It all started when the Trump administration appointed a new postmaster general, Louis DeJoy, who expressed his willingness to cut costs for U.S. Postal Service. In the process, he implemented certain operational changes including limiting sorting machines and cap on overtime. As a result, mail deliveries suffered, and Democratic attorneys general in 14 states filed a lawsuit with Montana’s democratic governor Steve Bullock‘s state leading the initiative. In August, DeJoy stated that he would temporarily suspend some of his operational changes keeping the coming November election in mind. But, in the end, his office settled the lawsuit on Wednesday, October 14, and reversed the previous changes.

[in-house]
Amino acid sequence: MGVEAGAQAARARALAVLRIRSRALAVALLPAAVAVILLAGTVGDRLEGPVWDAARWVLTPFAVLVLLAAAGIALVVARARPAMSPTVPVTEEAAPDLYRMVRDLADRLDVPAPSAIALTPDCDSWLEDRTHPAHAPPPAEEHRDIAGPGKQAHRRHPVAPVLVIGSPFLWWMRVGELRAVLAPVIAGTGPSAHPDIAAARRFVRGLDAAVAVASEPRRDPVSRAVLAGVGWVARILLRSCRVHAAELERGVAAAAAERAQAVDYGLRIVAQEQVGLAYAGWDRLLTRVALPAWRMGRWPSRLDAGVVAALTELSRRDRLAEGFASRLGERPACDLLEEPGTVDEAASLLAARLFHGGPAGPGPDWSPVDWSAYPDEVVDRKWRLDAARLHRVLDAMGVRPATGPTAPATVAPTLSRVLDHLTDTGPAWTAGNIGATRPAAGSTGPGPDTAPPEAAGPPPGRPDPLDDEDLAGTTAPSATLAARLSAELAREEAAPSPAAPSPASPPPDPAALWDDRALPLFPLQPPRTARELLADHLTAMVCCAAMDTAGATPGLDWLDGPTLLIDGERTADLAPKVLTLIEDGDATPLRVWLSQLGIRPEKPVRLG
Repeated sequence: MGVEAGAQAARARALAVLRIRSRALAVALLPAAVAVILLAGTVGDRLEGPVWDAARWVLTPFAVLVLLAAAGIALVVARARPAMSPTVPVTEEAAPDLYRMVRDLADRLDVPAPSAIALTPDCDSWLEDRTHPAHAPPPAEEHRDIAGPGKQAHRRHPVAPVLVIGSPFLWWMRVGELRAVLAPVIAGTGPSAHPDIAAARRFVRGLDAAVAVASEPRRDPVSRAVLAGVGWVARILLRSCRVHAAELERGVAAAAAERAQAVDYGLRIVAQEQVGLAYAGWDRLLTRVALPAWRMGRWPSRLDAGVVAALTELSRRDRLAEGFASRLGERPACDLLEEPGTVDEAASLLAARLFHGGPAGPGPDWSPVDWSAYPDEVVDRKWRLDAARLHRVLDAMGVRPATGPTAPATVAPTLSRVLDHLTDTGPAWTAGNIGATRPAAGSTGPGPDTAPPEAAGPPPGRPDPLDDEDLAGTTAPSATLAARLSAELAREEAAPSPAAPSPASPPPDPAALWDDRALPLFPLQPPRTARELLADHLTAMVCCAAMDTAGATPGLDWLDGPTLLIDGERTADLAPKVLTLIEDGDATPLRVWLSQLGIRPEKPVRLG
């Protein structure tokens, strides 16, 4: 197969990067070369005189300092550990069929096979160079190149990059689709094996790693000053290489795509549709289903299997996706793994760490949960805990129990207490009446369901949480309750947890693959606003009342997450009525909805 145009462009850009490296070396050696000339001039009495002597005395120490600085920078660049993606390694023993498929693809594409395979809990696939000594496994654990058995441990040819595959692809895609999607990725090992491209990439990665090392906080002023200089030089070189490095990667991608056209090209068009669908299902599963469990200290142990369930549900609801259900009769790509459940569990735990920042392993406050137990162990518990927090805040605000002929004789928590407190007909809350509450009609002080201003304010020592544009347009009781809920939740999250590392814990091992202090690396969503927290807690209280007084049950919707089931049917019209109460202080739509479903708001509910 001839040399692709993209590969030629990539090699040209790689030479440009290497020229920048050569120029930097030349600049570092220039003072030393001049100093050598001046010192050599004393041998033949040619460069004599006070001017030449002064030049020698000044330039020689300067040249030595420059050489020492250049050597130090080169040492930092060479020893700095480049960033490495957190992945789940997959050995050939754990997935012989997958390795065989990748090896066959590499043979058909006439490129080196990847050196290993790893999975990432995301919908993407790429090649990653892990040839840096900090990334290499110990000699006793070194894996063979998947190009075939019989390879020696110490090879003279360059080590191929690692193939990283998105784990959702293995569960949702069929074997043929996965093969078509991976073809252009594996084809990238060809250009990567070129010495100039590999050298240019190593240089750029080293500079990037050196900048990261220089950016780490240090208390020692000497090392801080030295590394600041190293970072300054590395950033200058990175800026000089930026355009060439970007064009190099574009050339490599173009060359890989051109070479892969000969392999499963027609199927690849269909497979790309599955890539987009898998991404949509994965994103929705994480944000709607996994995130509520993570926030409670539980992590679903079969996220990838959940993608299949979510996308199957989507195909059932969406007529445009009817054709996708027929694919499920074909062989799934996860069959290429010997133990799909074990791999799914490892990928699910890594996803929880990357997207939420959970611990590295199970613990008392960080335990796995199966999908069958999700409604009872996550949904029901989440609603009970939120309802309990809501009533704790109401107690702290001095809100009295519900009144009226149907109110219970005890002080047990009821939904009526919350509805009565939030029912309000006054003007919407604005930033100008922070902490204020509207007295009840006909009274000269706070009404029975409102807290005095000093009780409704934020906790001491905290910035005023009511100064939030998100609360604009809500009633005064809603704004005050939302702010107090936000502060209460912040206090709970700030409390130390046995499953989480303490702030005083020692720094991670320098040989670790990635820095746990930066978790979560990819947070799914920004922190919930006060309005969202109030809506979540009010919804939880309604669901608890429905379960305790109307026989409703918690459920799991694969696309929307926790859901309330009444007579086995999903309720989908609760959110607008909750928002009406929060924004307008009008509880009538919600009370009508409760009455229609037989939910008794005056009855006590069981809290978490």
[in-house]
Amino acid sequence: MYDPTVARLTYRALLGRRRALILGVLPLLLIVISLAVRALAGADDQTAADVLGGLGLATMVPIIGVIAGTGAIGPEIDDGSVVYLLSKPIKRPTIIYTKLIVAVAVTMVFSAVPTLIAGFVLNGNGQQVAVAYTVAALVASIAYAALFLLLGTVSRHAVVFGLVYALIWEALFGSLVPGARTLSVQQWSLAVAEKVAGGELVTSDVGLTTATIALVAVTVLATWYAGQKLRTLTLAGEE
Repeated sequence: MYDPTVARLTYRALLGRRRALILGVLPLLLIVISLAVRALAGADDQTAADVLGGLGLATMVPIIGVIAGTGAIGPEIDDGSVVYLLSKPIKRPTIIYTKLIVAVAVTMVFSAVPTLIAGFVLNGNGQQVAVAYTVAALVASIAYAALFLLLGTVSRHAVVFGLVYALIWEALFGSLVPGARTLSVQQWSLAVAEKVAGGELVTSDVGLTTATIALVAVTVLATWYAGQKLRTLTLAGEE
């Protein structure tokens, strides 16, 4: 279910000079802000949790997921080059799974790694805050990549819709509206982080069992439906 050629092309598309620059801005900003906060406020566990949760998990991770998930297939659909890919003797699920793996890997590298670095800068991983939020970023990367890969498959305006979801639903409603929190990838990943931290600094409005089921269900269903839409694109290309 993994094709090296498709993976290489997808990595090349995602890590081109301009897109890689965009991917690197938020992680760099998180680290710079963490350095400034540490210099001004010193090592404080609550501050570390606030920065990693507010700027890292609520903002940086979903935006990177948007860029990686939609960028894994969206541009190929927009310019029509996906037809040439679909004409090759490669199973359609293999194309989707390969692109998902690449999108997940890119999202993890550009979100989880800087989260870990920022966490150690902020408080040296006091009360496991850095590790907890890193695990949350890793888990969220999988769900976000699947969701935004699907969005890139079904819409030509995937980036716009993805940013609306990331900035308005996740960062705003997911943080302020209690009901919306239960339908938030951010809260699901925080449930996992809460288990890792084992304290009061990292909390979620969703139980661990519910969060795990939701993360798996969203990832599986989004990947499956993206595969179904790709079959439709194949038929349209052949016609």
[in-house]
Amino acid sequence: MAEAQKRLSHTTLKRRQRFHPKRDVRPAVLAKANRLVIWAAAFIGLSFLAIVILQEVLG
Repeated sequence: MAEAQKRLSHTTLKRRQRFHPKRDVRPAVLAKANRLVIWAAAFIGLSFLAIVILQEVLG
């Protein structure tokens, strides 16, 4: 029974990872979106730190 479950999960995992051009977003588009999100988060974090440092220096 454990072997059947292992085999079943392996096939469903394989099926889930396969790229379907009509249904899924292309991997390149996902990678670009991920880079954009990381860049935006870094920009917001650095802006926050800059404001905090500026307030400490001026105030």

On the surface, DeJoy’s intervention in making Postal Service profitable looks like a good idea since USPS has been consistently losing money for years. But Democrats have argued postal service should not be seen as a profit-making business, but a public service. Moreover, they claimed that in an election year this kind of operational change is purported to delay the mail-in votes. President Trump has repeatedly claimed that the mail-in votes are subject to voting fraud. Critics have pointed out that there is no widespread voter fraud in the mail-in vote and these changes in postal service was a calculated move to suppress voting rights where Democrats are traditionally more in favor of mail-in voting. Most will agree that this debate has serious implications for the future of the country.